Imposter Syndrome: women’s silent career killer

Imposter syndrome (IS) can act as a major obstacle to career progression, especially for women. This article was taken from, publishing the findings of a study carried out by Nat West.

These cruel doubts manifest in the minds of those suffering a painful and debilitating phenomenon called imposter syndrome (IS). A mixture of anxiety and a persistent inability to recognise one’s own success, this syndrome can be crippling, destroying the careers and lives of its most chronic sufferers.

The syndrome was identified in 1978 by psychologists Pauline Clance and Suzanne Imes. They believed that IS only affected women, but subsequent research has shown that men are also affected. However, women tend to be more susceptible because they produce less testosterone – the confidence hormone.

According to Clare Josa, author of Ditching Imposter Syndrome and a leadership consultant, men are more likely to push through the syndrome while women tend to give in to their self-doubt.

I just kept thinking, ‘Who am I to do this? Why would anyone care?

This is backed by recent research from NatWest, as part of its #OwnYourImposter campaign, which showed that 60% of women who have considered starting a business did not because of a lack of confidence, not feeling like the type of person who could start a business or feeling they did not deserve to succeed despite their skills. This is one of the reasons why just one-fifth of UK businesses are run by women.

The research showed that 28% of working women feel like imposter syndrome has stopped them speaking in a meeting. It also found 21% have been prevented from suggesting a new or alternative idea at work, and 26% have failed to change career or role.

.According to the Rose Review of Female Entrepreneurship, led by Alison Rose, of NatWest, only one in three entrepreneurs are women, a gender gap equivalent to more than one million fewer female entrepreneurs in the UK.

Ms Josa describes IS as “the single biggest block to success” in business today. “It affects a company’s bottom line because IS means that people play small, they don’t take risks and won’t put forward their ideas,” she says.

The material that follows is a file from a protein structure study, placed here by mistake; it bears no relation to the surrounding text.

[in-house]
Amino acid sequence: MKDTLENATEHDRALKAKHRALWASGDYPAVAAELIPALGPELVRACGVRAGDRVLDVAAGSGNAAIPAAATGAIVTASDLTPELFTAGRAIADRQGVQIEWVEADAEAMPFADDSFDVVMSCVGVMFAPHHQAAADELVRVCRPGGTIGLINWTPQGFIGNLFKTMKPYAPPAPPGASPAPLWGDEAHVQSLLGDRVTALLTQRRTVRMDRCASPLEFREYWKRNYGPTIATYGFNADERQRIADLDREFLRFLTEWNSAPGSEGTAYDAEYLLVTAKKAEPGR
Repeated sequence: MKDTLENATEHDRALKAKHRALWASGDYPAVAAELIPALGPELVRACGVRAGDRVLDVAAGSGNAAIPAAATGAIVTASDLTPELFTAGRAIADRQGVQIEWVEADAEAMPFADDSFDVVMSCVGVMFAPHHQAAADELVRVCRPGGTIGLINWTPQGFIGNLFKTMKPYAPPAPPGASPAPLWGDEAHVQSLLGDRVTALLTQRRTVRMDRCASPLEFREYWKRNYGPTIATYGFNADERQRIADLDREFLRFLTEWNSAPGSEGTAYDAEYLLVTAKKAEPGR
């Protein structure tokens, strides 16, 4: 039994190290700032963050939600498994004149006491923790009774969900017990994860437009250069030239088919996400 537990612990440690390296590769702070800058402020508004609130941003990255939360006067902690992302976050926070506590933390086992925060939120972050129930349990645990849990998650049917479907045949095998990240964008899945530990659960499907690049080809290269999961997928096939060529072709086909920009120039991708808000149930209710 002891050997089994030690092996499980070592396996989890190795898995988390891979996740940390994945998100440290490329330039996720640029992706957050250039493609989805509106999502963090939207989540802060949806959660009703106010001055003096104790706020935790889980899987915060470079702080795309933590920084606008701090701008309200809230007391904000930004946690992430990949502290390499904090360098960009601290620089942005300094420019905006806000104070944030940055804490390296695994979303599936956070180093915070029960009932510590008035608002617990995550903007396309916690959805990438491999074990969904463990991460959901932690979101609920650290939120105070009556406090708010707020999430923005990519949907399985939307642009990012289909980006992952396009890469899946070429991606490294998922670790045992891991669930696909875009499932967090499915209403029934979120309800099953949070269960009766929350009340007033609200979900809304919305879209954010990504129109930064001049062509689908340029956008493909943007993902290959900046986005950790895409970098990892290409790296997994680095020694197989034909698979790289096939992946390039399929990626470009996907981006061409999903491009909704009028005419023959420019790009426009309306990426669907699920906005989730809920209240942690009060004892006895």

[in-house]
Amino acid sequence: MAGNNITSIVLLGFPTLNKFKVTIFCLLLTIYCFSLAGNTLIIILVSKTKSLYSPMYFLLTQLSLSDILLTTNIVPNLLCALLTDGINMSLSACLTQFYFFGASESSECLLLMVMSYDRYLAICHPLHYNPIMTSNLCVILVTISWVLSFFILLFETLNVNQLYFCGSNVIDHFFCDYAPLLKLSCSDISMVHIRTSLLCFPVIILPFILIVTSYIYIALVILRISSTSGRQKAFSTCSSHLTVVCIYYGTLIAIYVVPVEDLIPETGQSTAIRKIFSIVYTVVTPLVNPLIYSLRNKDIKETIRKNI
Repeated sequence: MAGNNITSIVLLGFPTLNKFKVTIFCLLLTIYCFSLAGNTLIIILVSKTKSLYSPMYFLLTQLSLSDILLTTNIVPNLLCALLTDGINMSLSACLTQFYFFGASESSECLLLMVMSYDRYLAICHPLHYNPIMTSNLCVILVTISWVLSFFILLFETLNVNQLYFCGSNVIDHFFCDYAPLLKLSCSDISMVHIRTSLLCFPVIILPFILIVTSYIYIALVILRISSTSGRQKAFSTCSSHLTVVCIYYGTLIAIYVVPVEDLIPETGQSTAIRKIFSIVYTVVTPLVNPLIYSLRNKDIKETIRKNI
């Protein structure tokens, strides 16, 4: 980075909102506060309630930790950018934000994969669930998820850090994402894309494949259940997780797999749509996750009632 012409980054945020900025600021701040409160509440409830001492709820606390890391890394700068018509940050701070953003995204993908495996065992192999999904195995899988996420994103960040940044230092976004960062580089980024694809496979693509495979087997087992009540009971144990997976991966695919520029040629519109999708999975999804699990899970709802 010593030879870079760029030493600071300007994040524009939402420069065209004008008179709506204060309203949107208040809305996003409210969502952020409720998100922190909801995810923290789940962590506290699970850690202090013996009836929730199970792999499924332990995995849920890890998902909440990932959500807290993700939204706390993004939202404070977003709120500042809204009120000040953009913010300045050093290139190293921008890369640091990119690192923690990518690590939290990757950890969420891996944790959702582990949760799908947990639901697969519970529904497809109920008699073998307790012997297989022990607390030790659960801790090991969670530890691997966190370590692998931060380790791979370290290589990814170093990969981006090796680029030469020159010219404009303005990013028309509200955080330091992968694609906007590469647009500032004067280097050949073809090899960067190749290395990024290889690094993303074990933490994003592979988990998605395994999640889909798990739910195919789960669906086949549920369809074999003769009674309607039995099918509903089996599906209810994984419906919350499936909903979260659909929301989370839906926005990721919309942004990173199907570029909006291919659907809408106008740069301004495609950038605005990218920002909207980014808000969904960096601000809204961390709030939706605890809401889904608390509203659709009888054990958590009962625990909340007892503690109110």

“When we look at the gender pay gap, you see that many senior women don’t put themselves forward for pay rises because of IS; they are scared they will be found out.”

Ms Josa is currently conducting a landmark study into IS and has polled 1,500 working individuals about it. The preliminary findings show that 56% of the entrepreneurs involved in the research suffer from IS “regularly” or “daily”.

Her research also showed that 75% of professionals will regularly procrastinate as a direct result of IS; 65% fail to take actions that would meet their goals; and 55% discount their prices before the client even asks – all because of that nagging internal voice that doubts their abilities.

Talking about IS to fellow sufferers can help alleviate the symptoms. “The problem with IS is that it’s taboo,” says Ms Josa. “Sufferers don’t want to tell anyone they experience it. On the outside, they often appear confident, and may be high achievers, but they experience this secret guilt and shame.”

This is why NatWest has launched its #OwnYourImposter campaign to highlight IS and encourage more people to share their experiences and support one another in the workplace.

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